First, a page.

Pelo Crespo: How my Afrolatinidad Identity Saved Me

Beyazmin Jimenez  I had been using alisando on my hair since I was 8 years old. I hated the routine. I hated being in a packed salon, with chapiadoras getting their nails and hair paid by their drug-slinging men, and the wanna-be chapiadoras staring in awe hoping one of them would pay attention. The never-ending…

The Afro-Boliviana Experience: Gabriela Agramont

 Every Afro-Latina narrative isn’t the same. Although we share some similar experiences. The most essential key here is listening and understanding each and every person’s individual story.  Here’s an authentic story of an inspirational Afro-Latina who is Bolivian and African-American and her journey!   What does it mean to be Afro-Latina? To me, being Afro-Latina means…

EL PALO

-Yazmerlin Rodriguez- “Ay qué palo mama, que palito. Ay qué palo mama, que palito. A mi me gusta bailar pegaito, a mi me gusta bailar pegaito.” Mama Africa although it seems your children have forgotten you, tonight we feel your spirit in the hypnotizing melody of your song. Let every beat of drums bring us…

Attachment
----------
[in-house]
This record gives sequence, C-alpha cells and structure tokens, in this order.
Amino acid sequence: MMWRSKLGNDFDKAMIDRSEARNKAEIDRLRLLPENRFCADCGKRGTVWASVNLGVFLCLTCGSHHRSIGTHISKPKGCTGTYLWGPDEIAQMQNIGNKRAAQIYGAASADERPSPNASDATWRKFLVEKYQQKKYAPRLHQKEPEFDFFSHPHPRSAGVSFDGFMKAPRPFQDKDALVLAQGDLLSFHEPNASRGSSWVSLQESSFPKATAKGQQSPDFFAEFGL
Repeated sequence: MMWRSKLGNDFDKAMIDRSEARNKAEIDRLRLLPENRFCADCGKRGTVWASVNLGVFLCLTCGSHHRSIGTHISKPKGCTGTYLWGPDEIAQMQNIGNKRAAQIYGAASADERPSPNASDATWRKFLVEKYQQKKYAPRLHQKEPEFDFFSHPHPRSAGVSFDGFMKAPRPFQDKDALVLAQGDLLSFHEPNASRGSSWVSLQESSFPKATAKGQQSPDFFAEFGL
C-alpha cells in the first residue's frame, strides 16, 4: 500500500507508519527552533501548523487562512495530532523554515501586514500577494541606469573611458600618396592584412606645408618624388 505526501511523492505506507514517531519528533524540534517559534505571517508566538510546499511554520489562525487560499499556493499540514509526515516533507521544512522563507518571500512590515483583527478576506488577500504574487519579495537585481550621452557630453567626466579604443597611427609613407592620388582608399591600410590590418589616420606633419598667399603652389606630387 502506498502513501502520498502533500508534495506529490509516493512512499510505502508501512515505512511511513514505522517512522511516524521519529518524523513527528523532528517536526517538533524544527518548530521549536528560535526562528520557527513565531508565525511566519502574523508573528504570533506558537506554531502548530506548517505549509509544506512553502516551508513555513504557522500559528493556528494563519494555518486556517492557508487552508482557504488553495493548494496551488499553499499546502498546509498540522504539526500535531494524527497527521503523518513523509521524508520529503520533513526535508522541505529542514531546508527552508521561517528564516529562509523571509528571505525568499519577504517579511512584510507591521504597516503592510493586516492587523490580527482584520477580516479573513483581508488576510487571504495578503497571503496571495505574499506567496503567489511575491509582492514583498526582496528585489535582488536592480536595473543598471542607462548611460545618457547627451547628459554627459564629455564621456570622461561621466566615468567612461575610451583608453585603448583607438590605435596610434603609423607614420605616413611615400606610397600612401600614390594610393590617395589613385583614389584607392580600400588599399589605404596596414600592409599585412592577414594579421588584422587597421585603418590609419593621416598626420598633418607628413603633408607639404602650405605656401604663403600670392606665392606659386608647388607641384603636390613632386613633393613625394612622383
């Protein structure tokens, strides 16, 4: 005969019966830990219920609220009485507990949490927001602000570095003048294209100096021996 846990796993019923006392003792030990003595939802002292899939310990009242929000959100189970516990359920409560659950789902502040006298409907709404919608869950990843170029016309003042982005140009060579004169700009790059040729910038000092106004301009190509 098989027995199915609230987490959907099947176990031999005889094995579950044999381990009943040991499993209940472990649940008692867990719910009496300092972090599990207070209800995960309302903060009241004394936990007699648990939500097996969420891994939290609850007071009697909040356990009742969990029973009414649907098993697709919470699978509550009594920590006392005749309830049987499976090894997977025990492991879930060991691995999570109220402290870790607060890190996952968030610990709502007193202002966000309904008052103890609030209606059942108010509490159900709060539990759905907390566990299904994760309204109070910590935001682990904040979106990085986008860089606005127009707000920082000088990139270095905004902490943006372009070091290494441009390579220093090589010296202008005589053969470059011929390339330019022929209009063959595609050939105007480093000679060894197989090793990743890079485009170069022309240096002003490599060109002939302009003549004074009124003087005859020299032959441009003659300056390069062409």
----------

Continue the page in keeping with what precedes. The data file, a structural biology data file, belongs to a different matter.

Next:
Afro-Peruvian Vibes: La Sangre Llama

    By Cindy Aguilar – These were the terms of endearment my family has for me; Negrita, morena, morenetus (made up word by my favorite aunt). How could you ever think you are something different with nicknames like these?! I grew up to these names. The best part is that every single word is…

Brown Sugar & Canela

By Keyanna Gotay- Growing up as a young girl, I never thought of myself any different from others. That changed when my family and I moved down south from New York. Besides people constantly asking where I was from because of my then New York accent, people couldn’t seem to wrap their mind around the…

AM I AFRO-LATINA ENOUGH? 

Afro- Latina speaks community of empowering individuals. It represents a culture of those who Celebrate traditions that deeply root back to the motherland. It signifies the rich Sounds of our ancestors who carried the musical rhythms of Africa with them. It preserves our expression of dance, songs, religion and literature with a Latin twist without neglecting our African roots.  It crosses barriers from SudaAmerica to Centroamerica along to the coast of Puerto Rico. It flows through all facets…